April 22, 2009 | www.mcc.gov
The Environment and Poverty Reduction
Through the Millennium Challenge Corporation, the U.S. Government is helping developing countries address
natural resource and environmental challenges. MCC’s focus on long-term, sustainable economic growth, sound
policies, and country-led development encourages countries to establish the appropriate policy and institutional
frameworks. This creates the necessary community-based support required to improve land and natural resource
use and stimulates economic growth in an environmentally friendly way. MCC reinforces an integrated, holistic
approach to development, one that aims to help developing countries preserve and grow not only their financial
and human capital, but their natural capital as well for the benefit of all their citizens, today and in the future.
MCC funded programs are subject to environmental and social review in
accordance with MCC Environmental Guidelines and Gender Policy to en-
sure that projects are environmentally sound, designed and implemented Sixty percent of
in accordance with applicable regulatory requirements, and not likely the world’s ecosystems are
to cause a significant environmental, health, or safety hazard. For MCC,
being degraded or used in
however, environmental and social assessment is not just about safeguards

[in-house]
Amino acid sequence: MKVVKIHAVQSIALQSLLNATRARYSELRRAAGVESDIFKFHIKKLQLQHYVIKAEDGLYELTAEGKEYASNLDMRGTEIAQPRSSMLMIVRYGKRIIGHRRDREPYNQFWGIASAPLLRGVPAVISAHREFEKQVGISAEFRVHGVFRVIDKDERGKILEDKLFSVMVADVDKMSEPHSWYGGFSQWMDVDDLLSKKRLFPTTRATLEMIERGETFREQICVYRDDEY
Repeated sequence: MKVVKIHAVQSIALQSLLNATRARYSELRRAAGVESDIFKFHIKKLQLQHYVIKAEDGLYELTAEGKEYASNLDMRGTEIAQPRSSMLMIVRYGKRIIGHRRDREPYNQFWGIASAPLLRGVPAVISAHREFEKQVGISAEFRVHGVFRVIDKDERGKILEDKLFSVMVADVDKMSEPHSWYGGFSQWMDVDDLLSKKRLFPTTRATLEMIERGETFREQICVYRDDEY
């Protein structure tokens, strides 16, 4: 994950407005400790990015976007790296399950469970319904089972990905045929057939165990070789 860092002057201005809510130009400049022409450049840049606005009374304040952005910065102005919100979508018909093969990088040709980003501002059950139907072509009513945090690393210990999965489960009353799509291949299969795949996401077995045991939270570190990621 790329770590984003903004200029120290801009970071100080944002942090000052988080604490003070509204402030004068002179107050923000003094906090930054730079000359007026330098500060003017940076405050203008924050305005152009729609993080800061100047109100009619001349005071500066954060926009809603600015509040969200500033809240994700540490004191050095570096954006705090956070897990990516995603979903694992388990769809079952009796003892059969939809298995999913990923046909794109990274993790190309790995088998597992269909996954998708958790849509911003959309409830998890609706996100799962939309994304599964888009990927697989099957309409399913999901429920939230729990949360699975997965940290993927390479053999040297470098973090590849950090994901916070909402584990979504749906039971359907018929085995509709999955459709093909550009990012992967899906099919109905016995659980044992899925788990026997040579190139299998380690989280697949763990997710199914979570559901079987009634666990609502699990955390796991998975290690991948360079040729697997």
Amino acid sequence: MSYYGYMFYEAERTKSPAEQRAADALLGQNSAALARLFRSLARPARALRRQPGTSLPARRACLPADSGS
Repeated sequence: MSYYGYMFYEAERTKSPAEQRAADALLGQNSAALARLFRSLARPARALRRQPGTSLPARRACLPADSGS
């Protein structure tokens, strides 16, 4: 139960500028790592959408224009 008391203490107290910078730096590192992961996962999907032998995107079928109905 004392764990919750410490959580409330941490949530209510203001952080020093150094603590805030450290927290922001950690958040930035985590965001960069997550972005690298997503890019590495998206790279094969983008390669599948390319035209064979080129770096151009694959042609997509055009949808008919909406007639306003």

an unsustainable fashion.
and mitigating risks; it also serves as a basis for identifying opportunities
to enhance the natural environment and improve social outcomes through Much of that has taken
innovative investments. These opportunities are fundamental elements of place in the last 50 years
MCC’s approach to development, and the agency is committed to helping to meet increased human
partner countries design and implement programs that promote sustain-
demands for food,
able and equitable natural resource management and conservation.
fresh water, timber,
MCC’s engagement in partner countries encourages parties to address en- fibers and fuel.
vironmental and social issues proactively, beginning at the earliest phases
of the compact development process when economic constraints and
potential projects are first being considered. This enables MCC to assess the effect these issues have on poverty
and the degree to which they need to be resolved to stimulate sustainable economic growth.
Environmental stewardship is an essential building block of reducing poverty and promoting sustainable economic
Natural ecosystems provide basic needs and services that are necessary
for healthy and productive lives, including building materials, food, water,
medicines, and fuel. Healthy ecosystems also help to mitigate floods
Approximately 1 billion
and droughts, preserve soils, control agricultural pests, pollinate crops,
people do not have access regulate disease, and contribute to climate stability among other things.
to safe drinking water, and Depleted or polluted resources, especially water, soils, forests, and fisher-
2.5 billion lack access to ies, affect everyone, but disproportionately impact the lives of the poor
because they typically do not have the means to mitigate adverse environ-
basic sanitation services.
mental impacts and adapt to changes (natural or anthropogenic) in their